Nineteen years ago today, I was walking on Connecticut Avenue in Washington, headed to the subway. It was about 9:30 a.m. and I was going to The Washington Post, where I had been working full-time for a few months on the disappearance of an intern at the U.S. Bureau of Prisons named Chandra Levy.
During my walk I ran into a friend, who asked if I had heard about a plane crashing into World Trade Center in New York. I had not. I was running late that morning and ran out of my apartment without watching the news on TV.
By the time I got off the subway at the Farragut North stop downtown, a second plane had crashed into the World Trade Center, and a third one into the Pentagon.
The world had gone mad.
Outside the subway, I ran into my editor. She was in a bit of a panic, which was sometimes her state of being, and told me a plane had also crashed into the State Department. It had not.
I walked into the somber newsroom, where reporters and editors were standing around watching updates on TV. I was told to go to police headquarters and see what news I could pick up. The subways were in a crazed state. People were heading home. Everyone was on a phone. It was hard to get a call through.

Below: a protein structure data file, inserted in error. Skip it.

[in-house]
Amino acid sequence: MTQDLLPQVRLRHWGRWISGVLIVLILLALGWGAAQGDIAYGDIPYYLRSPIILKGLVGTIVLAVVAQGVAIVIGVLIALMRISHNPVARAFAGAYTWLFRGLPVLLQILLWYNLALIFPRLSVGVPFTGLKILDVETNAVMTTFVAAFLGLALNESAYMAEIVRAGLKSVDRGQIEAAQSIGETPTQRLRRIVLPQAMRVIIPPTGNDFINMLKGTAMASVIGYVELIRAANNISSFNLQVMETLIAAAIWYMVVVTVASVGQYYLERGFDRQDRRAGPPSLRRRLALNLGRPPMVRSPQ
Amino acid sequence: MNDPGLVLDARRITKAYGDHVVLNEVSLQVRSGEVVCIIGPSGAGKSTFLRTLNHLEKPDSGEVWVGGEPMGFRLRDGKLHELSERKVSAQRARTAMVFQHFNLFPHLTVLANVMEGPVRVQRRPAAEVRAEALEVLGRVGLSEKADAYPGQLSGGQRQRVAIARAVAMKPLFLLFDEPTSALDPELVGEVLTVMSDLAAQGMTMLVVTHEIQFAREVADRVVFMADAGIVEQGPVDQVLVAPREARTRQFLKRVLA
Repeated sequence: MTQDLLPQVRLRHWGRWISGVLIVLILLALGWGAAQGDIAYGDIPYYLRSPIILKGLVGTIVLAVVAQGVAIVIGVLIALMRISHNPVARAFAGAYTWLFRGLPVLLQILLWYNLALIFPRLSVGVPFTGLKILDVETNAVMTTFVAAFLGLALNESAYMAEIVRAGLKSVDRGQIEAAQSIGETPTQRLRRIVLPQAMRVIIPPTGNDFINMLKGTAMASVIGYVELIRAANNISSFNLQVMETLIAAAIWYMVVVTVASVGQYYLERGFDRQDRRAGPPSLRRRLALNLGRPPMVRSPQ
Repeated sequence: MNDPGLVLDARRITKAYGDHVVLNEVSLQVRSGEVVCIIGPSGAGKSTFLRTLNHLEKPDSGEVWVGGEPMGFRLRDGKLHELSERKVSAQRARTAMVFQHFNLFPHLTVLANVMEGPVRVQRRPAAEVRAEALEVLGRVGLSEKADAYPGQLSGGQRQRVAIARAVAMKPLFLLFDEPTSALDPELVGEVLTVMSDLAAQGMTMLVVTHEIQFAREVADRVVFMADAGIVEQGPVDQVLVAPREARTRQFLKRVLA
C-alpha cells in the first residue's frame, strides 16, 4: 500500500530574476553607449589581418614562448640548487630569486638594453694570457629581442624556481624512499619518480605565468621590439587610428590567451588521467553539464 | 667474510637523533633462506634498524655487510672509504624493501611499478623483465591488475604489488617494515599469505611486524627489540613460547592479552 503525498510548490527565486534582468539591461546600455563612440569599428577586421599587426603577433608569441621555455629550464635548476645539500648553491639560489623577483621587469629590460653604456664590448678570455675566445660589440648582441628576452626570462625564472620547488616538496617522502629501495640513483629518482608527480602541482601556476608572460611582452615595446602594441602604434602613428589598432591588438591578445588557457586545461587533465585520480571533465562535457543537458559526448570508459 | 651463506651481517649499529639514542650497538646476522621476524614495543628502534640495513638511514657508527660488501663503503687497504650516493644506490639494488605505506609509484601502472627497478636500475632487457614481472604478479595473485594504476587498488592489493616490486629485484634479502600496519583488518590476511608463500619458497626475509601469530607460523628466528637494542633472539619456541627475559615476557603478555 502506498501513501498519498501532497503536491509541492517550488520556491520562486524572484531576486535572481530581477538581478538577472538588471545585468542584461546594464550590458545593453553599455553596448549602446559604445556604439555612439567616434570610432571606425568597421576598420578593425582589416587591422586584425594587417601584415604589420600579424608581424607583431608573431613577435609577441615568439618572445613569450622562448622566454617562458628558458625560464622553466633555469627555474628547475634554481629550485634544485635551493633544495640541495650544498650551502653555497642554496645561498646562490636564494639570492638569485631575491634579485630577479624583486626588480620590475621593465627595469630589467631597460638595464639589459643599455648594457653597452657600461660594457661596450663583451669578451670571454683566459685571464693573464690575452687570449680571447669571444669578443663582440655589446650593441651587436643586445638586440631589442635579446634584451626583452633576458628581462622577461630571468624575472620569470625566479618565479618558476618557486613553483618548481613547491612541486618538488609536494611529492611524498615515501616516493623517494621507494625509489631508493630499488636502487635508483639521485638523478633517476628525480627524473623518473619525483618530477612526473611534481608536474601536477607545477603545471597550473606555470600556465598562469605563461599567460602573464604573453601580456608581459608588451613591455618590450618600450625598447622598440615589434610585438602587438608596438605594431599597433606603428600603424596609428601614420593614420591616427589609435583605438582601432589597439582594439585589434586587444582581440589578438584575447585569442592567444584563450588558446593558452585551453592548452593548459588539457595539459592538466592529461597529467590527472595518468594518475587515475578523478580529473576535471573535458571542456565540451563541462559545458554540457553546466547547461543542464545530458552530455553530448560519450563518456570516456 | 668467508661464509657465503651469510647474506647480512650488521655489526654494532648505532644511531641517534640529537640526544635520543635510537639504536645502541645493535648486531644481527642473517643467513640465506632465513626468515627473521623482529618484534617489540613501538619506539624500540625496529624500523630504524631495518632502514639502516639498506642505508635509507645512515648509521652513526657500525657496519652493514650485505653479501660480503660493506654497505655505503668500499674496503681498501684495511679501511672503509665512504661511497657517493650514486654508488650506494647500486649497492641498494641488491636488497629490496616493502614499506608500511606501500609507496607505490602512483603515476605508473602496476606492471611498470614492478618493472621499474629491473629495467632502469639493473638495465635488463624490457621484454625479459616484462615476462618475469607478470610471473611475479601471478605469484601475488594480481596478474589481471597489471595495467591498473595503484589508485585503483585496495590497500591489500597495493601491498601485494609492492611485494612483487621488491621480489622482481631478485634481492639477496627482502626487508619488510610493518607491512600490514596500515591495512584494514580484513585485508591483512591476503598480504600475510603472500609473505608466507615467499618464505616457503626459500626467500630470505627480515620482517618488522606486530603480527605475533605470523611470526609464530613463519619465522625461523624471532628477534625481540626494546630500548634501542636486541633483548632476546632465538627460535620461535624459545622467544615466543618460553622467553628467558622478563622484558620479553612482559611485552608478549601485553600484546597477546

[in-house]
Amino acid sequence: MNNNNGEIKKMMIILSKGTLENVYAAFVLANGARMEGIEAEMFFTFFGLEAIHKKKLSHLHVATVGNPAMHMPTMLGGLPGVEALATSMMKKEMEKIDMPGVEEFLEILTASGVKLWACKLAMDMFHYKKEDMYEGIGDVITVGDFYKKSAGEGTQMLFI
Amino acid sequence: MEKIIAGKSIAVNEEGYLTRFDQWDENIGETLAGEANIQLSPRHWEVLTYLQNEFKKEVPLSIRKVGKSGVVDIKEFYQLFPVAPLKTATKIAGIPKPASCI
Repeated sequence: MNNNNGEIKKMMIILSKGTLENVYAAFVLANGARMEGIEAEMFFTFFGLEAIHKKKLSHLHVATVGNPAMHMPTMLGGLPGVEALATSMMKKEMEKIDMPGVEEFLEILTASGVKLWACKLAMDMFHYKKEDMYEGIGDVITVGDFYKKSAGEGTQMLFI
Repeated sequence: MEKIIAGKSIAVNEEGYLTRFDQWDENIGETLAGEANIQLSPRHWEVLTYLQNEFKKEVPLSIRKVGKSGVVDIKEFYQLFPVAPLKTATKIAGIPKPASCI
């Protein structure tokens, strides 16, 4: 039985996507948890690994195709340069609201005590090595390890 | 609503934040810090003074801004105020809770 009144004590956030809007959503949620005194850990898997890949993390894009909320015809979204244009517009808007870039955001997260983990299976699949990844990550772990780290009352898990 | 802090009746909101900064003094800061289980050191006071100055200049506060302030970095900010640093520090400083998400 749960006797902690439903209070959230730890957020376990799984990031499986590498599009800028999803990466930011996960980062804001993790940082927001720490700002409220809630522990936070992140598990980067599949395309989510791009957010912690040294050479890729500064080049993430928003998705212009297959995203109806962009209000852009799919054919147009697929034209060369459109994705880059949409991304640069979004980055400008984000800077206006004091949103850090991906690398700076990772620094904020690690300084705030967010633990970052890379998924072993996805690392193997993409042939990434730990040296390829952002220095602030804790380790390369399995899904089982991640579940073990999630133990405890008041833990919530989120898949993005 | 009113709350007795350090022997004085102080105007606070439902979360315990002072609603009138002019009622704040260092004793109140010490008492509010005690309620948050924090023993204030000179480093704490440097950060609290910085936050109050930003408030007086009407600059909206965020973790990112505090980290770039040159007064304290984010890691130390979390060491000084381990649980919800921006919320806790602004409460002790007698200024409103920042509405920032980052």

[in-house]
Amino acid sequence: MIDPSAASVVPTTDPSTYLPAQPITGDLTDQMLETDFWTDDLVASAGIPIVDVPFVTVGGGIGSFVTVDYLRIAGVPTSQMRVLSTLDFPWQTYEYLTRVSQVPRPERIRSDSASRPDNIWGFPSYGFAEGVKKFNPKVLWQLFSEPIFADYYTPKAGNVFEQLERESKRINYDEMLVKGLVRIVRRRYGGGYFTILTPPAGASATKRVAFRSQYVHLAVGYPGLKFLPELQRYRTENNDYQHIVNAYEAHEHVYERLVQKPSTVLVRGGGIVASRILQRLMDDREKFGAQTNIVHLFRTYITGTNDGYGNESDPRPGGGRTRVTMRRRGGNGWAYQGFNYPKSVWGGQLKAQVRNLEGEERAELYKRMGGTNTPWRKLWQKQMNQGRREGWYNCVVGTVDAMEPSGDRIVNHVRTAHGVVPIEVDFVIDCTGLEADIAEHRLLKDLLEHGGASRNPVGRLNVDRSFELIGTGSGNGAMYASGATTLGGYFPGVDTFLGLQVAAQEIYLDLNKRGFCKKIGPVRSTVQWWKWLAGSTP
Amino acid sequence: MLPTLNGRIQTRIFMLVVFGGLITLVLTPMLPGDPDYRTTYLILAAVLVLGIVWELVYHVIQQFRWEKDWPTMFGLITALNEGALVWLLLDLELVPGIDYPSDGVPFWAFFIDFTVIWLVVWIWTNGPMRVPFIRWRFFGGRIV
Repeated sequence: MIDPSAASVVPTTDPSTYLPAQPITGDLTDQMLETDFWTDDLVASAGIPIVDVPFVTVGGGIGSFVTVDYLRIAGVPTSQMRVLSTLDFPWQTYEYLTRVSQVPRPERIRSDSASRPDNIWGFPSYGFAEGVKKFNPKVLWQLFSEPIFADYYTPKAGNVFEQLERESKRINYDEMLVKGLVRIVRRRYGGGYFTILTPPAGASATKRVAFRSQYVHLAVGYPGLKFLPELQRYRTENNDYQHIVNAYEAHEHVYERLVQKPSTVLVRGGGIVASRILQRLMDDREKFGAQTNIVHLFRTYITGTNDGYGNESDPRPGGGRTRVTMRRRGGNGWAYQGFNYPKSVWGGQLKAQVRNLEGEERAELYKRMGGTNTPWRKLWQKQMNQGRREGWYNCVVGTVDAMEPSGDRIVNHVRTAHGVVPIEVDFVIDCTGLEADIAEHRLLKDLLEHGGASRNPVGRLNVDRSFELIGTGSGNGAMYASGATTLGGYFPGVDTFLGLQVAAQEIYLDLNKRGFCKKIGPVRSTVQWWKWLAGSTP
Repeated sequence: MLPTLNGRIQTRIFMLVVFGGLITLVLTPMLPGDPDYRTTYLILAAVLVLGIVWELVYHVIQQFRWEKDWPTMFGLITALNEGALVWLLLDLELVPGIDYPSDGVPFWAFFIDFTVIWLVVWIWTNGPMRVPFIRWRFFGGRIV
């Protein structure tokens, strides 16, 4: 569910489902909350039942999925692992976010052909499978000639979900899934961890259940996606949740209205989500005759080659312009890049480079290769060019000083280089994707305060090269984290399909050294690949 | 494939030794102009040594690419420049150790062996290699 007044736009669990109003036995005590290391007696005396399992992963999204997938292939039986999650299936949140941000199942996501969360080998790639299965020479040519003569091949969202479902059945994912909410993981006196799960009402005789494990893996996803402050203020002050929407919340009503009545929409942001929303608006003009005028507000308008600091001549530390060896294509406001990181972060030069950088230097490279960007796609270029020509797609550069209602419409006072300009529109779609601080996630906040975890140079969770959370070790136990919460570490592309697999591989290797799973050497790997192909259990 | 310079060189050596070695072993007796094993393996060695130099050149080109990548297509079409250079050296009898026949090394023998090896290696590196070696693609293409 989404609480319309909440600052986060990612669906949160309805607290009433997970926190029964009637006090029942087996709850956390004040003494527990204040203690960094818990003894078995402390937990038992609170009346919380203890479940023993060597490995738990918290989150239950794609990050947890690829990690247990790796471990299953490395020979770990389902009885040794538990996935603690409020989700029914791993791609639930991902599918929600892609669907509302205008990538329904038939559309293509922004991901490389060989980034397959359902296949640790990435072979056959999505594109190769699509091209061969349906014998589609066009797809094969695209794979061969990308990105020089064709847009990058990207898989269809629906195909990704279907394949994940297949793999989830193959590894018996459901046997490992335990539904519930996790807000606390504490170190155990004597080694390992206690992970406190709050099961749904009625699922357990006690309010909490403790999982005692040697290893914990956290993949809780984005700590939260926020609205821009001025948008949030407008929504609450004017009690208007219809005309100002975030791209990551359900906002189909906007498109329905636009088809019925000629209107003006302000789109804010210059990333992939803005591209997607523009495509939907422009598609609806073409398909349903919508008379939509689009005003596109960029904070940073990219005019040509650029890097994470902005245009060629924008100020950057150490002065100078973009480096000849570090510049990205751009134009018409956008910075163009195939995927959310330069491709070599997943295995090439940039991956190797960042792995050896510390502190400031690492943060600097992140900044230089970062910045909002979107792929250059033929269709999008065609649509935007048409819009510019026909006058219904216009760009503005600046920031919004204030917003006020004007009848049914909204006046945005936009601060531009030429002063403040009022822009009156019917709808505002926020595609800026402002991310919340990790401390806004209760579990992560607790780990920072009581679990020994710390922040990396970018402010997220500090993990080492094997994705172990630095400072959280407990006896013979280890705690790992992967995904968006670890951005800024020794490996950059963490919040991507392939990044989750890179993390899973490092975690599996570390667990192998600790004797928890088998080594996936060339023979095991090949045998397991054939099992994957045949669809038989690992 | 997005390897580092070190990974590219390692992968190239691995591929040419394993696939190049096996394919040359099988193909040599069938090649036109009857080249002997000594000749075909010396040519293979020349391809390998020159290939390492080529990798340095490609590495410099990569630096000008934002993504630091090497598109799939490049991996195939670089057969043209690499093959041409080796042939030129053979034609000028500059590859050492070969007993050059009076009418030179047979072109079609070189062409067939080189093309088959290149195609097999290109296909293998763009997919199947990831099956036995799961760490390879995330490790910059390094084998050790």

So I walked a mile and a half to headquarters and stood outside all day. On occasion, a police official pulled up and told reporters what they knew. Early on that morning, there was one plane still unaccounted for in Pennsylvania. I would periodically look up into the sky, wondering if I would have enough time to run if it came crashing my way.
The world suddenly – with a flick of a switch -- became an uncertain place. Would life ever return to normal?
A few days later, when I was speaking to my mother back in Metro Detroit, she said: “It feels like the end of the world.” I responded: “Mom, you went through the Holocaust, it must have felt like the end of the world back then.” She said yes. She had survived Auschwitz, but her parents and some of her siblings had not.
This 9/11 anniversary seems more poignant than many in the past. Earlier this year, in March and April, it certainly felt like the end of the world with the pandemic.
What we learn is that the world is resilient, and that we as people are too, and that tragedies remind us that we too often take life's routines for granted. What I’d do now to sit at a bar with friends, shoulder-to-shoulder and have a drink downtown after work, or watch a ballgame at Comerica Park on a warm evening.
The world survived 9/11, 19 years ago. It will survive the pandemic of 2020.